Latvian Christmas, Where Some Say the First Tree Was Decorated

Latvian Christmas, Where Some Say the First Tree Was Decorated Photo Credit: masahiro miyasaka

Legends and stories are told and passed down for centuries, and somehow stories get crossed. So without much study and looking, I cannot be sure, but some say that the first tree to ever be decorated was in Latvia. Others argue Germany and so on, but who cares, as long as we get to enjoy the beautiful Christmas trees! What I did find intriguing about Latvian Christmas celebrations is that they celebrate the 12 days of Christmas starting on Christmas Eve. "Father Christmas" leaves a gift for each family member each night for 12 nights! Now, that's what I call making Christmas last!

UPD:

Latvia is a small country located in the Baltic region of Northern Europe, and has a population of around 1.9 million people. Christmas is an important holiday in Latvia, and is celebrated in many different ways. One of the most unique aspects of Latvian Christmas celebrations is the tradition of decorating a Christmas tree. Some believe that this tradition began in Latvia, and that the first ever decorated Christmas tree was in Latvia. During the 12 days of Christmas, it is customary for families to exchange gifts, with "Father Christmas" leaving a gift for each family member each night. Latvian Christmas celebrations also include singing carols, baking traditional Latvian Christmas cookies, and attending special church services.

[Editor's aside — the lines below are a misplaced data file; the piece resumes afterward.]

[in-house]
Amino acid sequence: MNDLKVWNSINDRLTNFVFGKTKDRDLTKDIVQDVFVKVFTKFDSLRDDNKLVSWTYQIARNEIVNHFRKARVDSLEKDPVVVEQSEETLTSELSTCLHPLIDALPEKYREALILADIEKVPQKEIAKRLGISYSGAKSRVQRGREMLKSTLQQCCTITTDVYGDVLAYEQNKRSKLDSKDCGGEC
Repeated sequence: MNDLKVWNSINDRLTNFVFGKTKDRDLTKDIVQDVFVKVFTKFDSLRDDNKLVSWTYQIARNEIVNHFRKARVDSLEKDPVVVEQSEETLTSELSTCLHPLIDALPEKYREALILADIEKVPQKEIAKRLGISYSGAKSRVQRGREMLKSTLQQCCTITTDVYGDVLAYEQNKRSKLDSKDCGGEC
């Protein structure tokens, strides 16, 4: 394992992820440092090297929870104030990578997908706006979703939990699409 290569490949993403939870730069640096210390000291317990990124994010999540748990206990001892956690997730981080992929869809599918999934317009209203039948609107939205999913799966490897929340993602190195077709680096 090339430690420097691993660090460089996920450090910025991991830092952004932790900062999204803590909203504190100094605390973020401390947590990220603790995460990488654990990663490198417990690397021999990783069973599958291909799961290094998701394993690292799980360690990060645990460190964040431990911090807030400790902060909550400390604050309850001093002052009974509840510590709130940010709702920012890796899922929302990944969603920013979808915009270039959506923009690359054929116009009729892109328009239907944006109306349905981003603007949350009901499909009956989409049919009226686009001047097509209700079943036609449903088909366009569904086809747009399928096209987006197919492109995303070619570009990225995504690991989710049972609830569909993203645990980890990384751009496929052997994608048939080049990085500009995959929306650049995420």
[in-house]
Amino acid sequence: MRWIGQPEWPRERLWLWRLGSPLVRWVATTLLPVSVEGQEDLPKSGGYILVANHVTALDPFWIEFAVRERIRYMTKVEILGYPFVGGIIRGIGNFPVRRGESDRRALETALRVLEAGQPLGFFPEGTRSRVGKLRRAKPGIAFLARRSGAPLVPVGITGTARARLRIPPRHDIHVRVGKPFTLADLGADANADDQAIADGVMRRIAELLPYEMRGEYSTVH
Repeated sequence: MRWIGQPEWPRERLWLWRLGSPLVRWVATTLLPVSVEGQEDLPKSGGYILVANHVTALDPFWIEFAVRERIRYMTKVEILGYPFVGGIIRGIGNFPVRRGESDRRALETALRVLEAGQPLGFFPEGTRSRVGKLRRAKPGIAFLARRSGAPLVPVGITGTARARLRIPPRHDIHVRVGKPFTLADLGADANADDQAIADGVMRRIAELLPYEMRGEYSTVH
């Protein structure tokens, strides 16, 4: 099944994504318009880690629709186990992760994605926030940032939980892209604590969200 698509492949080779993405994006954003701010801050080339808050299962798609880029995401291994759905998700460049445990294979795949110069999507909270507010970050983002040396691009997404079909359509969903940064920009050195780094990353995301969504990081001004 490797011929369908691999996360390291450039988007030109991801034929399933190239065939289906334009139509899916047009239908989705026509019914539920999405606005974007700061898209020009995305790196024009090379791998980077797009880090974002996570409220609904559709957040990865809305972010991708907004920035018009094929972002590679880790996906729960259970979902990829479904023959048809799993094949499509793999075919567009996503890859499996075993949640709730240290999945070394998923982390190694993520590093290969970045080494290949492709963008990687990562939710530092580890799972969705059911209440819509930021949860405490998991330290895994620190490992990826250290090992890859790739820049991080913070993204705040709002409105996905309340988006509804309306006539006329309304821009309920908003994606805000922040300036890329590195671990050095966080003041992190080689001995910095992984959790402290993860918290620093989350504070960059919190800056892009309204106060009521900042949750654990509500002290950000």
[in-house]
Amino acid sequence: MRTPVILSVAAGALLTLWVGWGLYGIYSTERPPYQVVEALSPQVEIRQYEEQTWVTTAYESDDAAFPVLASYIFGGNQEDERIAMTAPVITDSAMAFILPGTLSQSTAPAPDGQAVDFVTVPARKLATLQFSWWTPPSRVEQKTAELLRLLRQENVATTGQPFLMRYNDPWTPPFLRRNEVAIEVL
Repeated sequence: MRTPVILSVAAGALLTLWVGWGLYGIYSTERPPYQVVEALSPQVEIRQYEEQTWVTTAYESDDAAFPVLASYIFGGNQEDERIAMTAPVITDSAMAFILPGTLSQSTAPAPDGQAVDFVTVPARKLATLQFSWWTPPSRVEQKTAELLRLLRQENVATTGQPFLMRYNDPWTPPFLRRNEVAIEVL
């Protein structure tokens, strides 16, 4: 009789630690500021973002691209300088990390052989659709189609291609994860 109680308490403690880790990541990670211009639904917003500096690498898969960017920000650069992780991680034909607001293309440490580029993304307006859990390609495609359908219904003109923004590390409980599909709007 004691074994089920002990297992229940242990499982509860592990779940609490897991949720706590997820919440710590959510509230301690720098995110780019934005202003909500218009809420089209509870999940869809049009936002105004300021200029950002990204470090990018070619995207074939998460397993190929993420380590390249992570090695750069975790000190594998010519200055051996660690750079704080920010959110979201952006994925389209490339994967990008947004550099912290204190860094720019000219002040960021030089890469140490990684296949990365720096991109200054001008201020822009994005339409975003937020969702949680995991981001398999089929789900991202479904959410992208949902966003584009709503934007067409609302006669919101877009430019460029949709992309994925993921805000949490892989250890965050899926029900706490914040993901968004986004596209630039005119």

5

Russian Christmas

Russian Christmas Photo Credit: Jassy-50

During the days of the Soviet Union, Christmas was not celebrated much at all. New Year became the important time - a time when 'Father Frost' brought presents to all the children. When Communism ended, Christmas could be openly celebrated - on December 25th, or more often on January 7th. Why January 7th? Because the Russian Orthodox Church uses the old 'Julian' calendar for religious celebration dates. Other than that, celebration of Christmas is relatively the same as the United States.

UPD: